Contraction Stress Test (CST)

Who Gets the Test?

Some women who have complications during their pregnancy need a CST, although the test is much less common than it once was. More often, you would get a nonstress test or a biophysical profile. If those results indicate a possible problem, your doctor may suggest a CST as a follow-up.

What the Test Does

The contraction stress test helps predict how your baby will do during labor. The test triggers contractions and registers how your baby’s heart reacts. A normal heartbeat is a good sign that your baby will be healthy during labor.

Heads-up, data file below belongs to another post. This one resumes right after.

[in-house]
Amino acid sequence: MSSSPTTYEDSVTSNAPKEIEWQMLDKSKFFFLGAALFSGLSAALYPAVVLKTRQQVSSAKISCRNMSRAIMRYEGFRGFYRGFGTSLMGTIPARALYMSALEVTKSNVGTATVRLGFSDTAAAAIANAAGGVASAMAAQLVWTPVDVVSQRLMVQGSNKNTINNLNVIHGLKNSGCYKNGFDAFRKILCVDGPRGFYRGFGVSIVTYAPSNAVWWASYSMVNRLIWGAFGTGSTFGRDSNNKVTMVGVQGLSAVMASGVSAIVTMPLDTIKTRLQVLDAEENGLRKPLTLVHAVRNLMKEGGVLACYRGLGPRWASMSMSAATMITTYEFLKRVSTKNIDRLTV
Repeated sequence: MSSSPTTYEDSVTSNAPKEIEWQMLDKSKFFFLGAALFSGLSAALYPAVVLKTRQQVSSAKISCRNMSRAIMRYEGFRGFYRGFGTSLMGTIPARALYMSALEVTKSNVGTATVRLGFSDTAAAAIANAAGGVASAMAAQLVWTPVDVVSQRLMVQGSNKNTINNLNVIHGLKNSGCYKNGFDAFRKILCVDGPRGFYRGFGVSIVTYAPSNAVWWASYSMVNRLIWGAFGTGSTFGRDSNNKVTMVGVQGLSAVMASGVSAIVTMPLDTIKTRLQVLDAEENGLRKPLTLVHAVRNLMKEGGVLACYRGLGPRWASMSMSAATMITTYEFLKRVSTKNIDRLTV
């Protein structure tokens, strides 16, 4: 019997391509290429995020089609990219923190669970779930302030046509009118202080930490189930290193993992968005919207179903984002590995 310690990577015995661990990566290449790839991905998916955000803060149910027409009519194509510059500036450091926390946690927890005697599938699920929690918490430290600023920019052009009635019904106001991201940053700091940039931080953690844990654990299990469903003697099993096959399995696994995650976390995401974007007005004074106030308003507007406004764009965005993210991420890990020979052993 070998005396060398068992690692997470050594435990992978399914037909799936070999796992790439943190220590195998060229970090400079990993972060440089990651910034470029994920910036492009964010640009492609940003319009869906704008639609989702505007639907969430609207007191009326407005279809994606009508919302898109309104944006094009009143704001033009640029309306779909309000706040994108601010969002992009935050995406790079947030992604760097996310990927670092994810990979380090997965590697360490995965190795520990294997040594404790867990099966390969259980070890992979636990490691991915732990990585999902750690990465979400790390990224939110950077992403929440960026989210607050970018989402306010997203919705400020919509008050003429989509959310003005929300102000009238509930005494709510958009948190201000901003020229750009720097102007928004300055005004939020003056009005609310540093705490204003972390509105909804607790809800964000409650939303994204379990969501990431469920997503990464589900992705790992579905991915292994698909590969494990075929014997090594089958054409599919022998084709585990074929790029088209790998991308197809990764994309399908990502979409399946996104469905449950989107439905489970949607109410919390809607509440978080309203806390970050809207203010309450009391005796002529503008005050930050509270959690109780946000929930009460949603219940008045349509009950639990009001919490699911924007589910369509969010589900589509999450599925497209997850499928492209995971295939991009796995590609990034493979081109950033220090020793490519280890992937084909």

How the Test Is Done

You’ll lie down with two belts around your belly. One measures your baby’s heartbeat and the other measures contractions. To trigger contractions, your doctor may give you a dose of the drug oxytocin through an IV in your arm. Or your doctor may suggest that you rub your nipples through your clothing, which can start contractions. Then you wait while the monitors record contractions and your baby’s heartbeat. The test takes about two hours. The contractions can be uncomfortable.

CST is usually safe, but it sometimes triggers early labor. The test is riskier for women who have placenta previa, a higher risk of uterine rupture, or who had a previous C-section. Your doctor will help you weigh the benefits and risks before the test.